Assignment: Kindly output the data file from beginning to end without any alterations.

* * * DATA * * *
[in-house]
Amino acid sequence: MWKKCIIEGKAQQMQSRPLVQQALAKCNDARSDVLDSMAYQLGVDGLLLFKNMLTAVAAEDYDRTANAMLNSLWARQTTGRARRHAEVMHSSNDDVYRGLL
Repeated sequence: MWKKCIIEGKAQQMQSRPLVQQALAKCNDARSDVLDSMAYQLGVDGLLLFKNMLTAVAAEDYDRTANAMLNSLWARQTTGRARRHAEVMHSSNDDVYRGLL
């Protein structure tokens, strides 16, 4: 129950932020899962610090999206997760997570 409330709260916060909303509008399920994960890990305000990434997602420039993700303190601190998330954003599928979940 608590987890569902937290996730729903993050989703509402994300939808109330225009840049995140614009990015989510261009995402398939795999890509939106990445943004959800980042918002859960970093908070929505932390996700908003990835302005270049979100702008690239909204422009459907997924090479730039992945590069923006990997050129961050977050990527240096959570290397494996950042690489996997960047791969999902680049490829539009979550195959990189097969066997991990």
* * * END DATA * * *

[in-house]
Amino acid sequence: MWKKCIIEGKAQQMQSRPLVQQALAKCNDARSDVLDSMAYQLGVDGLLLFKNMLTAVAAEDYDRTANAMLNSLWARQTTGRARRHAEVMHSSNDDVYRGLL
Repeated sequence: MWKKCIIEGKAQQMQSRPLVQQALAKCNDARSDVLDSMAYQLGVDGLLLFKNMLTAVAAEDYDRTANAMLNSLWARQTTGRARRHAEVMHSSNDDVYRGLL
């Protein structure tokens, strides 16, 4: 129950932020899962610090999206997760997570 409330709260916060909303509008399920994960890990305000990434997602420039993700303190601190998330954003599928979940 608590987890569902937290996730729903993050989703509402994300939808109330225009840049995140614009990015989510261009995402398939795999890509939106990445943004959800980042918002859960970093908070929505932390996700908003990835302005270049979100702008690239909204422009459907997924090479730039992945590069923006990997050129961050977050990527240096959570290397494996950042690489996997960047791969999902680049490829539009979550195959990189097969066997991990």